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The Singleton Pattern Revisited

A reader wrote in some time after we ran a short series on the Singleton pattern with some questions. These included how to construct a singleton when the class has a non-trivial constructor with arguments that are calculated at run-time, and how to use the singleton in a multi-threaded environment. If you were wondering about these issues as well, keep reading.

Author Info:
By: J. Nakamura
Rating: 4 stars4 stars4 stars4 stars4 stars / 19
May 02, 2005
  1. · The Singleton Pattern Revisited
  2. · The creation of a Singleton
  3. · Policy-based Class Design
  4. · Tweaking the Singleton Class with Policies
  5. · Singleton's Thread Safety

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The Singleton Pattern Revisited - The creation of a Singleton
(Page 2 of 5 )

Please read the other two articles about the Singleton Pattern if you havenít already: http://www.devarticles.com/c/a/Cplusplus/C-plus-
 and http://www.devarticles.com/c/a/Cplusplus/C-plus-plus-In-Theory-The-
. This article will deal with the generic Singleton implementation as it was presented in the second article. I find this implementation to be the most useful; the other code examples in the previous articles just serve to create a better understanding of how and why we want to use singletons.

The question the reader raised also concerned this code. How can we successfully create a singleton when the constructor for the object contained in that singleton needs parameters that are determined dynamically at run-time? First, here is a quick recap of that generic Singleton implementation:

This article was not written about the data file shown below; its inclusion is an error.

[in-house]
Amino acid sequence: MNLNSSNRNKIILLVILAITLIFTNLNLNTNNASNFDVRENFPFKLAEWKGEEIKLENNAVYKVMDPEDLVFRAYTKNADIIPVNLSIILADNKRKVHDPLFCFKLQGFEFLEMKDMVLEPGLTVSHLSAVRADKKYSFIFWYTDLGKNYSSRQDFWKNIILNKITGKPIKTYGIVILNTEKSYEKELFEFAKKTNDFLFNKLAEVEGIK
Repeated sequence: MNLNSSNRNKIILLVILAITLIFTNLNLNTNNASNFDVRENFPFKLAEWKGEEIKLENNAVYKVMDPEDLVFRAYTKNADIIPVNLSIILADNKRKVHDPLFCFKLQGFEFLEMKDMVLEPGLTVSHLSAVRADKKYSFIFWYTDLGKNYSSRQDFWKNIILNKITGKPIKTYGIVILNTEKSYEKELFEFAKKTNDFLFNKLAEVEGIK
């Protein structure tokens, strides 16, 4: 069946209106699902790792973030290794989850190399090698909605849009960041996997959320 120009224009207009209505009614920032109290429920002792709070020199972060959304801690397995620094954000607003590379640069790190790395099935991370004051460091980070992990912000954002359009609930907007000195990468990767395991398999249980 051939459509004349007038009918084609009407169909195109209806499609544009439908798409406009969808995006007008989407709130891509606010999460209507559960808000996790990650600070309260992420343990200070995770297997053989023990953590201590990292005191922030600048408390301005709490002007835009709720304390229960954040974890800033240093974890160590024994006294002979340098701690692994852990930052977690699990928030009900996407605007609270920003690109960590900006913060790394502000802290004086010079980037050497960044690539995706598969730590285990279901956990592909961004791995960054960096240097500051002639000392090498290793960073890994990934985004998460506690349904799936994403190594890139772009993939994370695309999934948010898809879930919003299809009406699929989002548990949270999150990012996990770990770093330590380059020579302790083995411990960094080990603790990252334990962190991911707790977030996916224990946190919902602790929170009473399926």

#ifndef __SINGLETON_H

#define __SINGLETON_H

template <class T> struct CreateLeaking {

static T* Create() { return new T; }


template <class T> struct CreateMeyers {

static T* Create() {

static T _instance;

return &_instance;



template < class T,

template<class> class CreationPolicy=CreateMeyers >

class Singleton {


static T& Instance() {

if (!m_pInstance)


return *m_pInstance;




Singleton(); // hidden

Singleton(Singleton const&); // hidden

Singleton& operator=(Singleton const&); // hidden

static T* m_pInstance;


template <class T, template <class> class C>

T* Singleton<T,C>::m_pInstance=0;

#endif // __SINGLETON_H

This class is very useful because it truly promotes code reuse, in the sense that any class you already have can be made a SingletonÖ or can it?

The code above is not sufficient when the class you want to make a singleton doesnít supply a default constructor, but one that needs parameters instead. You can see that the compiler will complain when the Create() function in either policy class wants to construct it without providing the necessary parameters. How do we convey that information to the right constructor then?

Donít add a default constructor to the class you want to use as a Singleton. This defies the point of creating a generic Singleton class in the first place, and it might not always be possible to change the code! Letís take a closer look at this creation policy thing first.

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